Kara and Joe Youssef sold their two apartments, withdrew their life savings, gave up most of their belongings and, in late October, set out for Istanbul for the trip of a lifetime: a three-year cruise around the world, scheduled to depart Nov. 1.
But in late November, after months of behind-the-scenes chaos, the Youssefs were stuck in Istanbul, with the cruise company canceling the trip. It did not have a ship that could handle the journey.
The Turkish company, Miray Cruises, had announced the cruise, called Life at Sea, in March. It claimed it would be the longest cruise ever — 382 port calls over 1,095 days — and a community at sea, with opportunities to explore the globe. Starlink internet and a business center would allow passengers to work remotely.
The cruise seemed ideal for a post-pandemic era, targeting people longing for an escape. With fares starting at $90,000 for an inside cabin and going up to $975,000 for a suite, the trip even seemed like a bargain to some prospective passengers, cheaper than living three years in many cities.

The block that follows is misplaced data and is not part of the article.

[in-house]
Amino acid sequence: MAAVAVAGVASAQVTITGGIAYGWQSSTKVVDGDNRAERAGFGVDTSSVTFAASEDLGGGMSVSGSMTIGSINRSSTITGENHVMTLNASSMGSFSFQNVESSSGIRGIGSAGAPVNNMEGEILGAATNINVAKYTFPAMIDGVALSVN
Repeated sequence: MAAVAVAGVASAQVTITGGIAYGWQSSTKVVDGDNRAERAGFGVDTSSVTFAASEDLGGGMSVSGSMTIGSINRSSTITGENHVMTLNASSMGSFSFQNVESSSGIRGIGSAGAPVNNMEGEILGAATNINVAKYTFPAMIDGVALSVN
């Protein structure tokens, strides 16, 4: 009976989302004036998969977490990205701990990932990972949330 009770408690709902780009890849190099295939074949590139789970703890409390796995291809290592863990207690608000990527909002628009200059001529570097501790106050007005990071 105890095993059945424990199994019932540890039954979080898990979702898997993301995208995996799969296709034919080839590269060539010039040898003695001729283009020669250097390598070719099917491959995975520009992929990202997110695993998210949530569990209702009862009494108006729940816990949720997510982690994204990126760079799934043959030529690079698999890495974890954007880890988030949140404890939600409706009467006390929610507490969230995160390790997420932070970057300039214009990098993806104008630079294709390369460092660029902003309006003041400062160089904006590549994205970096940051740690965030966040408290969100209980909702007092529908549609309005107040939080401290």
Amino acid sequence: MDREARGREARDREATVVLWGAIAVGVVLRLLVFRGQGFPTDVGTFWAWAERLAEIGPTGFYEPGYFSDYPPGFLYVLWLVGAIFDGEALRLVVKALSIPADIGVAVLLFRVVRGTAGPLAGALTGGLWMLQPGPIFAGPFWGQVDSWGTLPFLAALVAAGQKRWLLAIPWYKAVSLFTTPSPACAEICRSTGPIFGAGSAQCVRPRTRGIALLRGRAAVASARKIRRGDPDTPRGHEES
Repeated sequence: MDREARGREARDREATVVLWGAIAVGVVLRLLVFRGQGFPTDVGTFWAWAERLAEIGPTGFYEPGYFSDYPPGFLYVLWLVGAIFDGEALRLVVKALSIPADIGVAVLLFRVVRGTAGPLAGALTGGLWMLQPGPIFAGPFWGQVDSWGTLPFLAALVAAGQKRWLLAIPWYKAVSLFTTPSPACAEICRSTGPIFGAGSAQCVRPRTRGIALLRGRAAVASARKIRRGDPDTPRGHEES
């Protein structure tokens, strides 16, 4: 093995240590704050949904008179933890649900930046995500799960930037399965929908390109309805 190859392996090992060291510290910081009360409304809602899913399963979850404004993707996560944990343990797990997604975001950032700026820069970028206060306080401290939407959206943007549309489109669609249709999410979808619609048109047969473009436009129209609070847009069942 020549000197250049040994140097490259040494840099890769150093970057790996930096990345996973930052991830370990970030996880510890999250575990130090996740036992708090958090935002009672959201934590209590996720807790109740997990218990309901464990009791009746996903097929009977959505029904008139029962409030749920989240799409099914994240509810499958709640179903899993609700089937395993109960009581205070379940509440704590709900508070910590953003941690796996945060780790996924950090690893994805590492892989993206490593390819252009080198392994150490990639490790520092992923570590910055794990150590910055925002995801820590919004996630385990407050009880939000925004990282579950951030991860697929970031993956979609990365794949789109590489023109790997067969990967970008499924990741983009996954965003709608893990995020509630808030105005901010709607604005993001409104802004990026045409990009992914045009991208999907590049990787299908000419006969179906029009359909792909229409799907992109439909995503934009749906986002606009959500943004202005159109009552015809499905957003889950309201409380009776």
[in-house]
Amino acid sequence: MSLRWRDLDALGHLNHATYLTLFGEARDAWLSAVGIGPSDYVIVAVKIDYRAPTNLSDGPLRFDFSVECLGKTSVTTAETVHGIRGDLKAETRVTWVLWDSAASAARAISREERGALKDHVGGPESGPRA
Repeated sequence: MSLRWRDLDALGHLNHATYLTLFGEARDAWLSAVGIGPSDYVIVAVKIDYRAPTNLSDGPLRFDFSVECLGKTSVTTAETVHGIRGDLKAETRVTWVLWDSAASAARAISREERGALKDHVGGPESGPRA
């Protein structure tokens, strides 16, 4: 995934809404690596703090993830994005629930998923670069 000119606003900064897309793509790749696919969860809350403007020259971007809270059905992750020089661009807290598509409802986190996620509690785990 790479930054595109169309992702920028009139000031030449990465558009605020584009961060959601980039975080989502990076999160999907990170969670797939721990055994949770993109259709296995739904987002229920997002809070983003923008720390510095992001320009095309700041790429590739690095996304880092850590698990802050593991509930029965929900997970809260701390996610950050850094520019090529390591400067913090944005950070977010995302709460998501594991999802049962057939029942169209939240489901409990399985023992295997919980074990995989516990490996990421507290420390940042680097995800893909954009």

Within the first month of sales, more than half of the ship’s 400 cabins had been reserved. But putting together a cruise of this magnitude is a monumental task, requiring a ship large enough to carry hundreds of people, docking rights around the world and secure funding.
Like a high-seas version of the Fyre Festival, which promised a luxury music concert in the Bahamas and delivered cold sandwiches and makeshift tents, the cruise imploded. It has left people, like the Youssefs, frustrated and confused. Despite promised refunds, only a small portion of the money has been returned so far.
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